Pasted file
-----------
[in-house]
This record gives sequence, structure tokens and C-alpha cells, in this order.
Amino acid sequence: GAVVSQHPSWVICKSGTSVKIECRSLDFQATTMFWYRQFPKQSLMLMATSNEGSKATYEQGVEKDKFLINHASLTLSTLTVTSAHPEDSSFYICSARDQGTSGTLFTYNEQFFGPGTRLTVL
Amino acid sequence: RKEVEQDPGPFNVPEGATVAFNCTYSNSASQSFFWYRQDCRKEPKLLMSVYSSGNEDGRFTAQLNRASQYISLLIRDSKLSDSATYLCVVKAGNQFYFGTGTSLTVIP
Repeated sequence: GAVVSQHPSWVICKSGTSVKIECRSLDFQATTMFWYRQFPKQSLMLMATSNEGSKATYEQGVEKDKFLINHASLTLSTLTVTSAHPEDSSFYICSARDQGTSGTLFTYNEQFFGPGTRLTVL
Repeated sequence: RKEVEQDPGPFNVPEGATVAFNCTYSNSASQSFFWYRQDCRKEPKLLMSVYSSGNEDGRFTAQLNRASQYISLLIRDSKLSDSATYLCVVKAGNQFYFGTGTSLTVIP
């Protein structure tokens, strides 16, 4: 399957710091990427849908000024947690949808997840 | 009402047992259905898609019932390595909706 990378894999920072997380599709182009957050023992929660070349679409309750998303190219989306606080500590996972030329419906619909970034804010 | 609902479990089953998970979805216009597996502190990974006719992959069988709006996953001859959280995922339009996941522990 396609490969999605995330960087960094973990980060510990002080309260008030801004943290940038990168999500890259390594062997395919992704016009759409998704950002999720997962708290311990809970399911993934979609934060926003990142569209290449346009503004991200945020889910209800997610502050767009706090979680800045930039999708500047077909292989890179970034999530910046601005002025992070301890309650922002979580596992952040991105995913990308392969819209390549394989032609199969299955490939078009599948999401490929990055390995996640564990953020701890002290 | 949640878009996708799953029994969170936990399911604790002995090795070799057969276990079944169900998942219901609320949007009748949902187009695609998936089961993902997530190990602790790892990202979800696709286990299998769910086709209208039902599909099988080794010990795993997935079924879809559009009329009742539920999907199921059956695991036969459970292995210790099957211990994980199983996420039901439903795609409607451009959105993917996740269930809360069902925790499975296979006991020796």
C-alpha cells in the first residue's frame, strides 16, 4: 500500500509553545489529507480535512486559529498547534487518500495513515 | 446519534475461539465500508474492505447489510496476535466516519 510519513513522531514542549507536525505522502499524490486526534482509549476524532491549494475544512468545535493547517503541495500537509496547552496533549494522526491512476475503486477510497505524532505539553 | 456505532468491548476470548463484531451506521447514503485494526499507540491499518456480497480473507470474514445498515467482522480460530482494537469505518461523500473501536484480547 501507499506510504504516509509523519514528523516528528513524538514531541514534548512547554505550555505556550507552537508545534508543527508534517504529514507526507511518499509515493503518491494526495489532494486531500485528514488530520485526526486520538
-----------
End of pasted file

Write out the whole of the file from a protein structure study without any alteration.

[in-house]
This record gives sequence, structure tokens and C-alpha cells, in this order.
Amino acid sequence: GAVVSQHPSWVICKSGTSVKIECRSLDFQATTMFWYRQFPKQSLMLMATSNEGSKATYEQGVEKDKFLINHASLTLSTLTVTSAHPEDSSFYICSARDQGTSGTLFTYNEQFFGPGTRLTVL
Amino acid sequence: RKEVEQDPGPFNVPEGATVAFNCTYSNSASQSFFWYRQDCRKEPKLLMSVYSSGNEDGRFTAQLNRASQYISLLIRDSKLSDSATYLCVVKAGNQFYFGTGTSLTVIP
Repeated sequence: GAVVSQHPSWVICKSGTSVKIECRSLDFQATTMFWYRQFPKQSLMLMATSNEGSKATYEQGVEKDKFLINHASLTLSTLTVTSAHPEDSSFYICSARDQGTSGTLFTYNEQFFGPGTRLTVL
Repeated sequence: RKEVEQDPGPFNVPEGATVAFNCTYSNSASQSFFWYRQDCRKEPKLLMSVYSSGNEDGRFTAQLNRASQYISLLIRDSKLSDSATYLCVVKAGNQFYFGTGTSLTVIP
């Protein structure tokens, strides 16, 4: 399957710091990427849908000024947690949808997840 | 009402047992259905898609019932390595909706 990378894999920072997380599709182009957050023992929660070349679409309750998303190219989306606080500590996972030329419906619909970034804010 | 609902479990089953998970979805216009597996502190990974006719992959069988709006996953001859959280995922339009996941522990 396609490969999605995330960087960094973990980060510990002080309260008030801004943290940038990168999500890259390594062997395919992704016009759409998704950002999720997962708290311990809970399911993934979609934060926003990142569209290449346009503004991200945020889910209800997610502050767009706090979680800045930039999708500047077909292989890179970034999530910046601005002025992070301890309650922002979580596992952040991105995913990308392969819209390549394989032609199969299955490939078009599948999401490929990055390995996640564990953020701890002290 | 949640878009996708799953029994969170936990399911604790002995090795070799057969276990079944169900998942219901609320949007009748949902187009695609998936089961993902997530190990602790790892990202979800696709286990299998769910086709209208039902599909099988080794010990795993997935079924879809559009009329009742539920999907199921059956695991036969459970292995210790099957211990994980199983996420039901439903795609409607451009959105993917996740269930809360069902925790499975296979006991020796």
C-alpha cells in the first residue's frame, strides 16, 4: 500500500509553545489529507480535512486559529498547534487518500495513515 | 446519534475461539465500508474492505447489510496476535466516519 510519513513522531514542549507536525505522502499524490486526534482509549476524532491549494475544512468545535493547517503541495500537509496547552496533549494522526491512476475503486477510497505524532505539553 | 456505532468491548476470548463484531451506521447514503485494526499507540491499518456480497480473507470474514445498515467482522480460530482494537469505518461523500473501536484480547 501507499506510504504516509509523519514528523516528528513524538514531541514534548512547554505550555505556550507552537508545534508543527508534517504529514507526507511518499509515493503518491494526495489532494486531500485528514488530520485526526486520538